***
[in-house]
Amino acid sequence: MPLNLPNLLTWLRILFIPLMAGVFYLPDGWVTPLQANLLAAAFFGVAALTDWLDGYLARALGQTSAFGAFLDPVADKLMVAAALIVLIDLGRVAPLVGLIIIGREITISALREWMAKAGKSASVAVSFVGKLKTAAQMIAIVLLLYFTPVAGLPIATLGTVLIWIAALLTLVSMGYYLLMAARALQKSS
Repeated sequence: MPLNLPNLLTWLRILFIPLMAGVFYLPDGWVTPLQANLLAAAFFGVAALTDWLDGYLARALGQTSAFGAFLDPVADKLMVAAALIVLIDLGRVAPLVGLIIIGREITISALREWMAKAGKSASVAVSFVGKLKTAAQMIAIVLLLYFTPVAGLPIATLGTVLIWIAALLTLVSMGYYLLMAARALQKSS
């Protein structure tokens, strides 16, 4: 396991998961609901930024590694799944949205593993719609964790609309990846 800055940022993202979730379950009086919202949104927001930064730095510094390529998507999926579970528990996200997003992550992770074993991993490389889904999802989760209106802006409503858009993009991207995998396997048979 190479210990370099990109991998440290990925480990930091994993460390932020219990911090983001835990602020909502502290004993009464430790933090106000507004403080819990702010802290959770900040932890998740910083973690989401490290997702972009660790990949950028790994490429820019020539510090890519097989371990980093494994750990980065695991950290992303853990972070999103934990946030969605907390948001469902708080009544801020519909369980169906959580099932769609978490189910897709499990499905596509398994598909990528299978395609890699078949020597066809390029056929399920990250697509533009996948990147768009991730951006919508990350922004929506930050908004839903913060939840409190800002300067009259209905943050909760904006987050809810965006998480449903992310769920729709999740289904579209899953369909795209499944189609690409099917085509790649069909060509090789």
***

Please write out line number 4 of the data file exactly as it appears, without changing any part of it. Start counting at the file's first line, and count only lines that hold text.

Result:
């Protein structure tokens, strides 16, 4: 396991998961609901930024590694799944949205593993719609964790609309990846 800055940022993202979730379950009086919202949104927001930064730095510094390529998507999926579970528990996200997003992550992770074993991993490389889904999802989760209106802006409503858009993009991207995998396997048979 190479210990370099990109991998440290990925480990930091994993460390932020219990911090983001835990602020909502502290004993009464430790933090106000507004403080819990702010802290959770900040932890998740910083973690989401490290997702972009660790990949950028790994490429820019020539510090890519097989371990980093494994750990980065695991950290992303853990972070999103934990946030969605907390948001469902708080009544801020519909369980169906959580099932769609978490189910897709499990499905596509398994598909990528299978395609890699078949020597066809390029056929399920990250697509533009996948990147768009991730951006919508990350922004929506930050908004839903913060939840409190800002300067009259209905943050909760904006987050809810965006998480449903992310769920729709999740289904579209899953369909795209499944189609690409099917085509790649069909060509090789």